"Cyndi Harvell : The Whole Package"

Raised in the deep south and seasoned on the west coast, Cyndi Harvell is ascintillating artist who sings with apurity that could make seraphimenvious. Her latest album, FROM THE ECHO, sizzles with a slightly dark passion that is tempered by awholesome spirit to create awonderfully uplifting and engagingwork.Cyndi took some time during her recent tour to answer a few questions fromSongwriter’s Monthly.

Songwriter’s Monthly:
How does Georgia compare to California? What drew you to the west coast? Do you think your music would have been different if you were raised in Californiainstead of Georgia?

Cyndi Harvell:
They are both completely different. California is abeautiful place to live. In the bay area, you’ve got close access to ocean, mountains, desert, big city, andcountry . . . so much beauty rightthere. And the people are diverse and open-minded and from all kinds of different backgrounds. Georgia is quiet and modest and has its own kind of beauty. Southern hospitality is real and abundant. I lived in Georgia for 23 years, but I feel a certain kinship with the west coast and a different sense of belonging than I ever felt in Georgia. But all that said, I am who I am because of where I come from so I can’t say that I would have the same appreciation for California had I been brought up there. And I can’t say that I would be writing the same kind of music either. I have a slight “country-ness” to my voice that perhaps comes from growing up in Georgia. I used to deny it, but I’ve learned to embrace it. I think the fact that I’ve lived in these vastly different parts of the country has influenced and inspired the way I write and the perspective I have on life.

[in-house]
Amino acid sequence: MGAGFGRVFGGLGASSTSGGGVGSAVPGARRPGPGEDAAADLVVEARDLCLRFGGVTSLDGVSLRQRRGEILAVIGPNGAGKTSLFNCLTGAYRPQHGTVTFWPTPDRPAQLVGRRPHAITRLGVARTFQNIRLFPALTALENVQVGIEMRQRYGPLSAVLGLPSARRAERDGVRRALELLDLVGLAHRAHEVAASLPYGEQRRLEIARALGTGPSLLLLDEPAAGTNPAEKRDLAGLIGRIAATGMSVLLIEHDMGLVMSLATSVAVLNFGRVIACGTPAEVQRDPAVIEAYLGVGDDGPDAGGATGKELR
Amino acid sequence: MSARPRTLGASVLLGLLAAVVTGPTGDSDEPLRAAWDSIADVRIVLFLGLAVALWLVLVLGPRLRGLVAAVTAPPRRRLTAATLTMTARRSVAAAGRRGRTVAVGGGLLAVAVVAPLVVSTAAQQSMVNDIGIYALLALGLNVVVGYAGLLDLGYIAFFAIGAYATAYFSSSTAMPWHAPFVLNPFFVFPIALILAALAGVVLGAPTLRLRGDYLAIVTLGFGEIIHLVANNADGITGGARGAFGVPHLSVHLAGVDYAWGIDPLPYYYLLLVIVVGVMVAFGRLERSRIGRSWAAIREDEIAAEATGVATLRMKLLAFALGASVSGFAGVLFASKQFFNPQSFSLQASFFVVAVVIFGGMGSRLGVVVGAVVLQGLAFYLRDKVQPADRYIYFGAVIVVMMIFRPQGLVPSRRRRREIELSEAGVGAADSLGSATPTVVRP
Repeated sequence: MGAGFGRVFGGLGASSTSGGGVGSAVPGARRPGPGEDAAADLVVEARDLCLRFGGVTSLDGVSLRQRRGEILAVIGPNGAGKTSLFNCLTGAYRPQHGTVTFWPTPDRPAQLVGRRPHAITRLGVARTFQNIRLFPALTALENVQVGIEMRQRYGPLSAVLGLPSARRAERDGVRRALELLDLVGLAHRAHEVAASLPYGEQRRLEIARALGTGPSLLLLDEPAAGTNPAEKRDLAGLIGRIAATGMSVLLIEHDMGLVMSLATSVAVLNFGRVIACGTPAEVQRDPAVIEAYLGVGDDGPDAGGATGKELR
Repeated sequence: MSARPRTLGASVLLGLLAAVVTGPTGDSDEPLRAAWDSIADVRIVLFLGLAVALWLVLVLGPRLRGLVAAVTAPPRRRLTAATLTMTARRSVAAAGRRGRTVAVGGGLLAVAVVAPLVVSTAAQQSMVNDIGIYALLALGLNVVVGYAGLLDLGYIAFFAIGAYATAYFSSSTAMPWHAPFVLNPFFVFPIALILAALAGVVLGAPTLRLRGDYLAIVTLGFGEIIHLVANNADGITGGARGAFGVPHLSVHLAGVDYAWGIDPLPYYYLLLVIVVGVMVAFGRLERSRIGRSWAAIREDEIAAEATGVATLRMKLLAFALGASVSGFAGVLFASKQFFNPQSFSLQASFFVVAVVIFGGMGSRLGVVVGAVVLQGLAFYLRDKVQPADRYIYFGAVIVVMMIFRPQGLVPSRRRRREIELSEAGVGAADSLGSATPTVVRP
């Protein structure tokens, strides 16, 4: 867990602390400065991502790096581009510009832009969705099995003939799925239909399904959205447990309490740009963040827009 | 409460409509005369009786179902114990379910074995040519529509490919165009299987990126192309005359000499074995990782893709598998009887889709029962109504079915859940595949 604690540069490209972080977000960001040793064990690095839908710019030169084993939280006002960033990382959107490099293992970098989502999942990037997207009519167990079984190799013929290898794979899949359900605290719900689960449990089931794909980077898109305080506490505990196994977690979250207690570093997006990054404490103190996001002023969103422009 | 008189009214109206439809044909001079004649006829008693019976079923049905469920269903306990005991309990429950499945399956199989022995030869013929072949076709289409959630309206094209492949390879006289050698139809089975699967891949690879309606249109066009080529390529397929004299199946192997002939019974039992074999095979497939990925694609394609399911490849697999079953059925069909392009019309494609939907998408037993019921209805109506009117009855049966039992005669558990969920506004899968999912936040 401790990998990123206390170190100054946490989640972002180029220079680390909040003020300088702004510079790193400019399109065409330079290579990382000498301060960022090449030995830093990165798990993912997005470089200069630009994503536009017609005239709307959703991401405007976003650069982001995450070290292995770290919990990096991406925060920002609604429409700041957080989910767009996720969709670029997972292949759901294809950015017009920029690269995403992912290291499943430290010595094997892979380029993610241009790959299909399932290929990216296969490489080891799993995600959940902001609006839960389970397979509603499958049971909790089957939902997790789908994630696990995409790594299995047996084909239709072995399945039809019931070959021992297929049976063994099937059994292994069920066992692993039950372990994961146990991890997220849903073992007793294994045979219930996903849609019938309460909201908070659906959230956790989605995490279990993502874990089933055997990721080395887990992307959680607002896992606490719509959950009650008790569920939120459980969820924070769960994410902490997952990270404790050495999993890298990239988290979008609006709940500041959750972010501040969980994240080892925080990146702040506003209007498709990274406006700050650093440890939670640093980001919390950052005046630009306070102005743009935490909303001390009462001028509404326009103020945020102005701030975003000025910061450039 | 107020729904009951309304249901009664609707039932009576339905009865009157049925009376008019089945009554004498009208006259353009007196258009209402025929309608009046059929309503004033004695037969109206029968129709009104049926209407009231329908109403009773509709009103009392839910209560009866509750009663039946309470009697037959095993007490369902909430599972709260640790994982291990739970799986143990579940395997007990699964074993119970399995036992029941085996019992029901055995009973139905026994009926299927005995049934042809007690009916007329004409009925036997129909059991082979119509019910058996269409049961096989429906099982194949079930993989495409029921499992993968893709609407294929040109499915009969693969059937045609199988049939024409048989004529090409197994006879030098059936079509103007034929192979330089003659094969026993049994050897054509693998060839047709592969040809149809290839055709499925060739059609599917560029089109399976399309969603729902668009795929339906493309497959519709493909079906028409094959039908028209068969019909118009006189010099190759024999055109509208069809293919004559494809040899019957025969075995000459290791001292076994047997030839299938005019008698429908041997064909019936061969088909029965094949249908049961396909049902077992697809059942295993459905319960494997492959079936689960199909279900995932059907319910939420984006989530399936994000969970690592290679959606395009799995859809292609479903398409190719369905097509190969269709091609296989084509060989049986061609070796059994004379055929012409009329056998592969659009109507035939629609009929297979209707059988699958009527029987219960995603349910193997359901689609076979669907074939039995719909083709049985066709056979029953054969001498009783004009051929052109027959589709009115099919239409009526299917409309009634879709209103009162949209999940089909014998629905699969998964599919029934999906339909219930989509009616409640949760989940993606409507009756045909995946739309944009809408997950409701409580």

SM:
Who are youfavorite vocalists?

CH:
I love Neko Case. She has some serious pipes. Patty Griffin has a lot of soul and feeling in her voice, too. Ray LaMontagne. Love the singer from DeVotchKa. Cat Power. The singer from Bon Iver. Regina Spektor. I love to hear honest, pure, soulful vocals, more like old vintage style with character than new sleek shiny polished.

SM:
There’s a similar theme to “Lighthouse” and “Break For It,” were they written around the same time? Did they represent your flight to the west coast or are they about something else?

CH:
They were probably written about a year apart. I wrote “Lighthouse” after taking a trip to the Point Reyes Lighthouse here on the California coast with some friends. We drove for about half an hour through nothing but green fields and finally ended up at this lighthouse. I was fascinated by people who may have lived there to run the lighthouse at some point in time. Sometimes I get frustrated with life and dealing with difficult people and the idea of moving into a lighthouse seemed romantic and like some sort of hideaway.“Break For It” is completely different. It came from an article I read in New York magazine about this guy who broke out of prison on more